Democracy, Refugees, and Asylum
Historian Quan Tran, sociologist Jasmina Besirevic-Regan, and Nour Al Zouabi, a Syrian refugee, share their personal stories and professional perspectives on borders, migration, and democracy. Bring your questions and curiosities to this interactive event with our partners at IRIS.
Video content below is not available until 5pm on June 5, 2020.
Quan T. Tran
Quan T. Tran is a lecturer in Ethnicity, Race, and Migration and American Studies and ER&M’s senior essay coordinator. She earned her PhD in American Studies from Yale University. Her research and teaching interests include critical refugee studies; Vietnamese boat people; Asian American studies; diaspora and transnational studies; comparative ethnic studies; migration studies; memory studies; and food studies. Her scholarly publications appear in the Journal of Vietnamese Studies; Amerasia Journal; the Journal of Southeast Asian American Education & Advancement; and in edited volumes including Looking Back on the Vietnam War: Twenty-first Century Perspectives; and Asian America: A Primary Source Reader. Her book manuscript, Anchoring Vietnamese Boat People’s History and Memory, examines refugee identity, community, and cultural formations in the Vietnamese diaspora by tracing the late twentieth century Vietnamese boat refugee exodus and contemporary efforts in commemorating that mass migration in Southeast Asia, Western Europe, Australia, North America and cyberspace. Dr. Tran is also a published poet and translator. Her poetry and translations appear in Troubling Borders: An Anthology of Art and Literature by Southeast Asian Women in the Diaspora; Thế Kỷ 21; and www.damau.org.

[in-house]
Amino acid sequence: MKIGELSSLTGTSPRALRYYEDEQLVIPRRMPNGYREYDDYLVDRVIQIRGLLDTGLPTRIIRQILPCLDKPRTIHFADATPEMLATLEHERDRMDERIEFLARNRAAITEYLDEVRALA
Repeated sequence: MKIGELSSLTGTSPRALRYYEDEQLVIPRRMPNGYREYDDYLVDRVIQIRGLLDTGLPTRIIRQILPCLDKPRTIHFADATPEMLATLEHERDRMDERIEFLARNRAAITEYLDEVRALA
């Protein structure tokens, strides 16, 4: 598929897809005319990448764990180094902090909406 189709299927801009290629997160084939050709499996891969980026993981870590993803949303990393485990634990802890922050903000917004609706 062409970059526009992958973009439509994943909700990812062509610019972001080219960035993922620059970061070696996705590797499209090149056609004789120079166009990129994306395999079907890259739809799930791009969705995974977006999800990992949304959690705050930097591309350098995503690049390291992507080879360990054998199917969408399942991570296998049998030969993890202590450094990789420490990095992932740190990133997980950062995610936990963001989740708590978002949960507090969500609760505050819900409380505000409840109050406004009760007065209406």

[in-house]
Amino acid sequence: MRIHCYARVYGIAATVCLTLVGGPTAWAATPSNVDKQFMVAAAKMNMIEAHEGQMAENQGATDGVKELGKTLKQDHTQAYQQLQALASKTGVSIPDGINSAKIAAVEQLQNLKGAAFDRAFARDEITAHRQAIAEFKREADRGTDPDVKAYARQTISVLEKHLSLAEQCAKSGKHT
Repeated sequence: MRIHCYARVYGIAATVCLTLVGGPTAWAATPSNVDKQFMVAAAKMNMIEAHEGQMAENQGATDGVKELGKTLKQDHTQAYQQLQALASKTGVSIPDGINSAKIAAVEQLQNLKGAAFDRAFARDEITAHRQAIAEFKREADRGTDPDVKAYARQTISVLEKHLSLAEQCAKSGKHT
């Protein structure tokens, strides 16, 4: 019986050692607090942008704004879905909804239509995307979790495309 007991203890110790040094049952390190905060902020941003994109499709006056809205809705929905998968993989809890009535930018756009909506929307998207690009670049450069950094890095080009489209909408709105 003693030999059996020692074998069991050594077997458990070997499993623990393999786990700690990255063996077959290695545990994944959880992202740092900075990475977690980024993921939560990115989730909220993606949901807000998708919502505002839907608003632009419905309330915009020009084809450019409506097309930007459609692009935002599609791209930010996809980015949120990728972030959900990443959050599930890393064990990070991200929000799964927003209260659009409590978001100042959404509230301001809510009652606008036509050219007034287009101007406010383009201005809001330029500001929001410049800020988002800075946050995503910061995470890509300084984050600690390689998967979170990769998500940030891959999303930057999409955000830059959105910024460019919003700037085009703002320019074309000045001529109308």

Jasmina Besirevic-Regan is the Dean of Trumbull College, and a faculty member in the Departments of Sociology, Global Affairs, and Ethnicity, Race and Migration at Yale University. She graduated from Augsburg College summa cum laude, a small liberal arts college in Minneapolis, MN, earning the Bachelor of Arts degree in Sociology. In 2004, she received her Ph.D. in Sociology from Yale having also earned the Master’s degrees here. Her dissertation on ethnic cleansing in the Bosnian city of Banja Luka focuses on the emergence of a Bosnian Muslim refugee community. Her teaching and research interests include genocide and ethnic conflict, identity, and nationalism. Her current work focuses on the Bosnian Muslim identity and disintegration of former Yugoslavia. She has presented papers on the sociology of genocide at a number of professional meetings and has been invited to speak at international conferences both at Yale and abroad. She is a member of the IRIS board.
Nour Al Zouabi
Nour left Syria for Jordan in 2012 and then moved to the US with her parents and six siblings in 2016 and was welcomed by IRIS. She is a rising Sophomore at UConn majoring in physiology and neurobiology and minoring in chemistry, molecular and cell biology, and Arabic and Islamic civilizations.